Tags

Type your tag names separated by a space and hit enter

Prospective evaluation of Candida species colonization in hospitalized cancer patients: impact on short-term survival in recipients of marrow transplantation and patients with hematological malignancies.
Bone Marrow Transplant. 2002 Dec; 30(12):931-5.BM

Abstract

Most hematogenous candidiasis originates from endogenous host flora. The impact of clinically prominent Candida colonization on short-term mortality (<or=14 weeks) was prospectively studied in 193 hospitalized patients from 1998 to 1999. Clinically prominent colonization included yeasts isolated from all sterile body sites and >50 colonies of Candida from non-sterile sites. Fourteen (7.1%) patients were granulocytopenic (ANC <or=100/microl). Nineteen (9.8%) had undergone marrow transplantation, 26 (13.5%) had a hematologic malignancy and 129 (66.5) had non-hematologic cancer. Candida isolates (216) were collected form 210 specimens. Fifty-three (27.5%) patients died; 25 (19.4%) with solid tumors, compared to 16 (61.5%) with hematological malignancy, and 11 (57.9%) BMT recipients (P < 0.001). No deaths were seen in patients with AIDS, and one (7.7%) in a patient with a benign condition (P < 0.001). Twenty-six (29.2%) patients with respiratory tract, 13 (23.2%) with gastrointestinal tract, and three (14.3%) with genitourinary tract colonization died. In patients with multiple-site colonization, mortality was significantly higher (45.5%) (P < 0.05). Mortality was higher in patients with C. glabrata (52.9%) and C. krusei (75%) colonization than with C. albicans (24.1%) (P < 0.025). This study shows that patients with hematologic cancer and recipients of marrow transplant with Candida colonization of multiple body sites, and colonization with C. glabata or C. krusei have poor survival.

Authors+Show Affiliations

Infectious Diseases Service, Department of Medicine, Memorial Sloan-Kettering Cancer Center (MSKCC), New York, NY, USA.No affiliation info available

Pub Type(s)

Journal Article

Language

eng

PubMed ID

12476287

Citation

Safdar, A, and D Armstrong. "Prospective Evaluation of Candida Species Colonization in Hospitalized Cancer Patients: Impact On Short-term Survival in Recipients of Marrow Transplantation and Patients With Hematological Malignancies." Bone Marrow Transplantation, vol. 30, no. 12, 2002, pp. 931-5.
Safdar A, Armstrong D. Prospective evaluation of Candida species colonization in hospitalized cancer patients: impact on short-term survival in recipients of marrow transplantation and patients with hematological malignancies. Bone Marrow Transplant. 2002;30(12):931-5.
Safdar, A., & Armstrong, D. (2002). Prospective evaluation of Candida species colonization in hospitalized cancer patients: impact on short-term survival in recipients of marrow transplantation and patients with hematological malignancies. Bone Marrow Transplantation, 30(12), 931-5.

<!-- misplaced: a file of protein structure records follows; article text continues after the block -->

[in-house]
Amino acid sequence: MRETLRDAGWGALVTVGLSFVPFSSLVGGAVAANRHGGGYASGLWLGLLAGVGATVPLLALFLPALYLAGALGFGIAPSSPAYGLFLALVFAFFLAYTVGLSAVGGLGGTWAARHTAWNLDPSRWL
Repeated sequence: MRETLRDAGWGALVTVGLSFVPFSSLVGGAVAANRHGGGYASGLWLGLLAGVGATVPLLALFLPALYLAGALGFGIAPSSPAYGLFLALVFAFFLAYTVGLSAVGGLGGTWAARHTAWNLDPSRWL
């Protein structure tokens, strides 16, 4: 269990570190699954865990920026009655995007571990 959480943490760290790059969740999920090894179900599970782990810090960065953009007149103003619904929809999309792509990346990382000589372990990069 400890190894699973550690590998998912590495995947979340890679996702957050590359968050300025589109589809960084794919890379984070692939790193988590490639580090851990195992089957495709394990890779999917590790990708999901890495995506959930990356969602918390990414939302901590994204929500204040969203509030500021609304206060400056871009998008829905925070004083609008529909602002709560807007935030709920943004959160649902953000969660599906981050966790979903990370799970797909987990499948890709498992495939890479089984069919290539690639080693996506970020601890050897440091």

Safdar A, Armstrong D. Prospective Evaluation of Candida Species Colonization in Hospitalized Cancer Patients: Impact On Short-term Survival in Recipients of Marrow Transplantation and Patients With Hematological Malignancies. Bone Marrow Transplant. 2002;30(12):931-5. PubMed PMID: 12476287.
* Article titles in AMA citation format should be in sentence-case
TY - JOUR T1 - Prospective evaluation of Candida species colonization in hospitalized cancer patients: impact on short-term survival in recipients of marrow transplantation and patients with hematological malignancies. AU - Safdar,A, AU - Armstrong,D, PY - 2002/02/27/received PY - 2002/05/21/accepted PY - 2002/12/12/pubmed PY - 2003/8/2/medline PY - 2002/12/12/entrez SP - 931 EP - 5 JF - Bone marrow transplantation JO - Bone Marrow Transplant. VL - 30 IS - 12 N2 - Most hematogenous candidiasis originates from endogenous host flora. The impact of clinically prominent Candida colonization on short-term mortality (<or=14 weeks) was prospectively studied in 193 hospitalized patients from 1998 to 1999. Clinically prominent colonization included yeasts isolated from all sterile body sites and >50 colonies of Candida from non-sterile sites. Fourteen (7.1%) patients were granulocytopenic (ANC <or=100/microl). Nineteen (9.8%) had undergone marrow transplantation, 26 (13.5%) had a hematologic malignancy and 129 (66.5) had non-hematologic cancer. Candida isolates (216) were collected form 210 specimens. Fifty-three (27.5%) patients died; 25 (19.4%) with solid tumors, compared to 16 (61.5%) with hematological malignancy, and 11 (57.9%) BMT recipients (P < 0.001). No deaths were seen in patients with AIDS, and one (7.7%) in a patient with a benign condition (P < 0.001). Twenty-six (29.2%) patients with respiratory tract, 13 (23.2%) with gastrointestinal tract, and three (14.3%) with genitourinary tract colonization died. In patients with multiple-site colonization, mortality was significantly higher (45.5%) (P < 0.05). Mortality was higher in patients with C. glabrata (52.9%) and C. krusei (75%) colonization than with C. albicans (24.1%) (P < 0.025). This study shows that patients with hematologic cancer and recipients of marrow transplant with Candida colonization of multiple body sites, and colonization with C. glabata or C. krusei have poor survival. SN - 0268-3369 UR - https://www.unboundmedicine.com/medline/citation/12476287/Prospective_evaluation_of_Candida_species_colonization_in_hospitalized_cancer_patients:_impact_on_short_term_survival_in_recipients_of_marrow_transplantation_and_patients_with_hematological_malignancies_ L2 - http://dx.doi.org/10.1038/sj.bmt.1703732 DB - PRIME DP - Unbound Medicine ER -